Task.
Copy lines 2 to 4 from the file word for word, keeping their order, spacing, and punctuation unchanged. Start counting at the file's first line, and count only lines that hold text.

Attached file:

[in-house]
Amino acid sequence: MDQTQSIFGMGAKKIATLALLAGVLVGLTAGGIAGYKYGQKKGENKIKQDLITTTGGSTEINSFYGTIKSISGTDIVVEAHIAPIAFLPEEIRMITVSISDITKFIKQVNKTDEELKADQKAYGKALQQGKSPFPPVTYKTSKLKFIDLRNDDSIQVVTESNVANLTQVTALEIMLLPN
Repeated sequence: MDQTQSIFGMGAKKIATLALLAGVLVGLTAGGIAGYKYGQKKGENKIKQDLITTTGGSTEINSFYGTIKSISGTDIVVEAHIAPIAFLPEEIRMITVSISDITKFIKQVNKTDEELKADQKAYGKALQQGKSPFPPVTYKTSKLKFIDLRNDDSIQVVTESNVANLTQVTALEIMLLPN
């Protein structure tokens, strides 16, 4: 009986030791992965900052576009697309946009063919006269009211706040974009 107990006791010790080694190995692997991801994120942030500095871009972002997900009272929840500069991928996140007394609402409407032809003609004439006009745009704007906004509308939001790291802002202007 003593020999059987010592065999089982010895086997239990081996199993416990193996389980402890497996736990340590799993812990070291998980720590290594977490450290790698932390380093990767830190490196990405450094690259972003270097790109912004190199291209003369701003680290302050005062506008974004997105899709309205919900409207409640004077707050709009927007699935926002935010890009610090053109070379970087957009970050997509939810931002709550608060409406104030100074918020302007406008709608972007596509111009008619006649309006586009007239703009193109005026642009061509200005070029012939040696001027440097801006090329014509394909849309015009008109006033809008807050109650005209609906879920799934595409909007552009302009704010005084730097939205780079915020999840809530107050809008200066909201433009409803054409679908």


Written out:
Amino acid sequence: MDQTQSIFGMGAKKIATLALLAGVLVGLTAGGIAGYKYGQKKGENKIKQDLITTTGGSTEINSFYGTIKSISGTDIVVEAHIAPIAFLPEEIRMITVSISDITKFIKQVNKTDEELKADQKAYGKALQQGKSPFPPVTYKTSKLKFIDLRNDDSIQVVTESNVANLTQVTALEIMLLPN
Repeated sequence: MDQTQSIFGMGAKKIATLALLAGVLVGLTAGGIAGYKYGQKKGENKIKQDLITTTGGSTEINSFYGTIKSISGTDIVVEAHIAPIAFLPEEIRMITVSISDITKFIKQVNKTDEELKADQKAYGKALQQGKSPFPPVTYKTSKLKFIDLRNDDSIQVVTESNVANLTQVTALEIMLLPN
């Protein structure tokens, strides 16, 4: 009986030791992965900052576009697309946009063919006269009211706040974009 107990006791010790080694190995692997991801994120942030500095871009972002997900009272929840500069991928996140007394609402409407032809003609004439006009745009704007906004509308939001790291802002202007 003593020999059987010592065999089982010895086997239990081996199993416990193996389980402890497996736990340590799993812990070291998980720590290594977490450290790698932390380093990767830190490196990405450094690259972003270097790109912004190199291209003369701003680290302050005062506008974004997105899709309205919900409207409640004077707050709009927007699935926002935010890009610090053109070379970087957009970050997509939810931002709550608060409406104030100074918020302007406008709608972007596509111009008619006649309006586009007239703009193109005026642009061509200005070029012939040696001027440097801006090329014509394909849309015009008109006033809008807050109650005209609906879920799934595409909007552009302009704010005084730097939205780079915020999840809530107050809008200066909201433009409803054409679908």